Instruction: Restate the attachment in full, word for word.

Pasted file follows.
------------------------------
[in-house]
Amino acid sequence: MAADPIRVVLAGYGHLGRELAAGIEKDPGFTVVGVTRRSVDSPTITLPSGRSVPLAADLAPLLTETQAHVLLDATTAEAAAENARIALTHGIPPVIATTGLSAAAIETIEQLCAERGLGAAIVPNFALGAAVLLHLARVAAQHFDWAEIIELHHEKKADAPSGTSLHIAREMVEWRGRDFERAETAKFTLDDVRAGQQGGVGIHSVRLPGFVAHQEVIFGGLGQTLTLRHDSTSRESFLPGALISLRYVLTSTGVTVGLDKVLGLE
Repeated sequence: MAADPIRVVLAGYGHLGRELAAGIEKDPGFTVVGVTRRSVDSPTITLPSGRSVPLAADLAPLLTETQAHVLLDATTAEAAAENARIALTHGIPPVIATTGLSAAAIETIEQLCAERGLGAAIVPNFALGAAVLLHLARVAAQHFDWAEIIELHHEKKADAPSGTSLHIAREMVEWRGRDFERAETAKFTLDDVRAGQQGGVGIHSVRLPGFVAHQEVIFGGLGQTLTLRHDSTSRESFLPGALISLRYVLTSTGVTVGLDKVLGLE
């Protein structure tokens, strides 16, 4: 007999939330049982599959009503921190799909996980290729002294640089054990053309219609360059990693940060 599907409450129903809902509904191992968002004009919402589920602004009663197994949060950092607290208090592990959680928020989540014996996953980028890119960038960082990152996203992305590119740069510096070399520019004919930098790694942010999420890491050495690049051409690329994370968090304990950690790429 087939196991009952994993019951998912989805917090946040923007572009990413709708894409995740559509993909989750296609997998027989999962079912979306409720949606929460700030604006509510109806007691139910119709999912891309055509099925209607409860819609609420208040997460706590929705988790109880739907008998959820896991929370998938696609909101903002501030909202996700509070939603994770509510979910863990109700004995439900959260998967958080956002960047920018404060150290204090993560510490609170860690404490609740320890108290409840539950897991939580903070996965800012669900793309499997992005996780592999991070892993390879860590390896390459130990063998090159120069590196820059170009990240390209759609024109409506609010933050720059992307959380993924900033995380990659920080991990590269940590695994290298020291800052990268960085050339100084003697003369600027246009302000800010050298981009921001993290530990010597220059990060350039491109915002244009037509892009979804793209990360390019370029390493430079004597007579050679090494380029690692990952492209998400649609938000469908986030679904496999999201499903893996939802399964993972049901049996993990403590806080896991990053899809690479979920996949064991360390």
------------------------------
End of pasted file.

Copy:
[in-house]
Amino acid sequence: MAADPIRVVLAGYGHLGRELAAGIEKDPGFTVVGVTRRSVDSPTITLPSGRSVPLAADLAPLLTETQAHVLLDATTAEAAAENARIALTHGIPPVIATTGLSAAAIETIEQLCAERGLGAAIVPNFALGAAVLLHLARVAAQHFDWAEIIELHHEKKADAPSGTSLHIAREMVEWRGRDFERAETAKFTLDDVRAGQQGGVGIHSVRLPGFVAHQEVIFGGLGQTLTLRHDSTSRESFLPGALISLRYVLTSTGVTVGLDKVLGLE
Repeated sequence: MAADPIRVVLAGYGHLGRELAAGIEKDPGFTVVGVTRRSVDSPTITLPSGRSVPLAADLAPLLTETQAHVLLDATTAEAAAENARIALTHGIPPVIATTGLSAAAIETIEQLCAERGLGAAIVPNFALGAAVLLHLARVAAQHFDWAEIIELHHEKKADAPSGTSLHIAREMVEWRGRDFERAETAKFTLDDVRAGQQGGVGIHSVRLPGFVAHQEVIFGGLGQTLTLRHDSTSRESFLPGALISLRYVLTSTGVTVGLDKVLGLE
């Protein structure tokens, strides 16, 4: 007999939330049982599959009503921190799909996980290729002294640089054990053309219609360059990693940060 599907409450129903809902509904191992968002004009919402589920602004009663197994949060950092607290208090592990959680928020989540014996996953980028890119960038960082990152996203992305590119740069510096070399520019004919930098790694942010999420890491050495690049051409690329994370968090304990950690790429 087939196991009952994993019951998912989805917090946040923007572009990413709708894409995740559509993909989750296609997998027989999962079912979306409720949606929460700030604006509510109806007691139910119709999912891309055509099925209607409860819609609420208040997460706590929705988790109880739907008998959820896991929370998938696609909101903002501030909202996700509070939603994770509510979910863990109700004995439900959260998967958080956002960047920018404060150290204090993560510490609170860690404490609740320890108290409840539950897991939580903070996965800012669900793309499997992005996780592999991070892993390879860590390896390459130990063998090159120069590196820059170009990240390209759609024109409506609010933050720059992307959380993924900033995380990659920080991990590269940590695994290298020291800052990268960085050339100084003697003369600027246009302000800010050298981009921001993290530990010597220059990060350039491109915002244009037509892009979804793209990360390019370029390493430079004597007579050679090494380029690692990952492209998400649609938000469908986030679904496999999201499903893996939802399964993972049901049996993990403590806080896991990053899809690479979920996949064991360390």